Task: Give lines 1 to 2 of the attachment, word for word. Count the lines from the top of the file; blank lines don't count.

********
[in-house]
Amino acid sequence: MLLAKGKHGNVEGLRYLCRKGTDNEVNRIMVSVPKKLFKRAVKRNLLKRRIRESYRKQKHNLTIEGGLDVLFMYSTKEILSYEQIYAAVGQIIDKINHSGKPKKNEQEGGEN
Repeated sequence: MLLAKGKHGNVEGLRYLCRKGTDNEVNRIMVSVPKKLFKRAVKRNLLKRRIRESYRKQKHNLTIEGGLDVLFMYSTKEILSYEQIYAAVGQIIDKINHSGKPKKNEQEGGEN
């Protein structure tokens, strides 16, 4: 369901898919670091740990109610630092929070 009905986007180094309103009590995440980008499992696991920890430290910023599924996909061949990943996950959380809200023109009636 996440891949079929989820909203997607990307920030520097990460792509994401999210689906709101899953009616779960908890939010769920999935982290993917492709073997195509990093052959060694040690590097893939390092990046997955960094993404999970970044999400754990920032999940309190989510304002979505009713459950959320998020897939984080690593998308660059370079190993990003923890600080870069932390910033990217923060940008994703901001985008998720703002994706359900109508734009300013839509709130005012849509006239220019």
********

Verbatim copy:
[in-house]
Amino acid sequence: MLLAKGKHGNVEGLRYLCRKGTDNEVNRIMVSVPKKLFKRAVKRNLLKRRIRESYRKQKHNLTIEGGLDVLFMYSTKEILSYEQIYAAVGQIIDKINHSGKPKKNEQEGGEN